Inner  Frontier
Fourth Way Spiritual Practice


Inner Work

For the week of May 9, 2011

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Be Your Attention

(The Path of Liberation: Part 7 of 9)

If I am not my personality or my thoughts or my emotions or my body, then who am I? After persistently looking into this question, we come to an answer, though a misleading one: that I am my awareness itself, that I am consciousness. But looking even more carefully, we notice that awareness does not choose or act; it only serves as the screen on which all our perceptions, choices, and actions are projected. I may rest in awareness, but this does not mean that I am awareness. This is a subtle but crucial distinction, crucial because the deeper realms of spirituality increasingly concern will. Consciousness is an energy; will is not. Will is will. Consciousness can seduce us into believing that it is who we are, principally because it is more inward, more central than our body and thus seems to be closer to us, which it is. Now this is not a bad place to be, for to live in and as consciousness does afford us freedom from our personality, our false self.

But consciousness is not the most inward aspect of our totality. The fact that we can direct and focus our consciousness, our awareness, shows that there is something in us deeper than consciousness. We are not our consciousness. To move in depth, we must move beyond it.

One way, perhaps the simplest way, toward discovering who we truly are and becoming ourselves is through the practice of being our attention. We all have attention and depend on it throughout our day, throughout our life. Yet we take for granted and do not notice our attention, because it is so familiar. But attention is a core aspect of who we are, who I am, for attention is a power of our will.

Try this experiment. Focus your eyes, your mind, and your perceptions on some material object close at hand, and hold your focus, your attention there. Ordinarily there is the object and there is you perceiving it. But now, double up on this, by being your attention, by being this channel of attention that focuses your perceptions onto the object. This does not mean being your eyes or your awareness or the object, but rather being this action of focusing, being the focusing. Ride your attention as your attention. Participate in and as attention. Be attention. Be the act of focusing your awareness, in an ongoing way as you hold your attention on a particular sensory object. Rather than letting your attention wander here and there, with you only partially engaged, as is so often the case with us, practice being entirely in your attention and staying with it for some time.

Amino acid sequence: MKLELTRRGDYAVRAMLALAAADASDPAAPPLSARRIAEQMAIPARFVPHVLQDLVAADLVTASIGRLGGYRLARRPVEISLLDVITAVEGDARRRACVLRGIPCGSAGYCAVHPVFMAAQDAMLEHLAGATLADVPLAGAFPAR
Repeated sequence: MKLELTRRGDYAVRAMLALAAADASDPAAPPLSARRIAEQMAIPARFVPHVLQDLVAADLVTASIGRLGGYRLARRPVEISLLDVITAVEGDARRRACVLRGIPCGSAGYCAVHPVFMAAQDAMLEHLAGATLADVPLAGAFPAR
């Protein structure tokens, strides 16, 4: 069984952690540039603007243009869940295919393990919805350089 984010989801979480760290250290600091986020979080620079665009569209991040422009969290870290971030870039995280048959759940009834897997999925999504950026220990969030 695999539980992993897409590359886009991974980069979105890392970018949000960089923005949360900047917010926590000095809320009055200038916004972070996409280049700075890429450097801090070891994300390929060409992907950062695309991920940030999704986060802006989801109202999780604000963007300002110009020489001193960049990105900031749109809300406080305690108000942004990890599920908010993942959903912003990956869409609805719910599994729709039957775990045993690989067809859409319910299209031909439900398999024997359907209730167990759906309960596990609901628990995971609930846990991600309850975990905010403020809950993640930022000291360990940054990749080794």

If you can catch hold of this, it can open a new and more vivid experience of living: seeing what you are seeing, hearing what you are hearing, doing what you are doing. You are right there at the receiving edge of your perceptions, the whole of you taking it all in. Your attention may be narrowly focused on a single object — a sound, a sight, a thought, a touch, a fragrance — or your attention may be broad, allowing all of your current surroundings, sensations, thoughts, and emotions to be equally perceived across the whole field of your awareness. Either way, narrow attention or broad, you can practice being your attention, thus raising the perceptive value of whatever comes into your attention and, even more importantly, moving along the path of becoming yourself.

Like learning to ride a bicycle, you learn to be your attention by getting on, peddling a short distance, falling off, and then getting back on. You do that again and again and again, until you get the feel of it. And then a new world opens. You sit in the seat of attention, transforming your ordinary awareness by giving it a presence, a core.

At first this is a subtle and elusive practice, as you experiment with it, trying to discover what it means, trying to find your attention. But later, as your inner perceptions become more refined, the reality of being your attention becomes obvious, as does its centrality in your whole way of life. For this week, please practice being your attention.

See also: Participation: Being Attention


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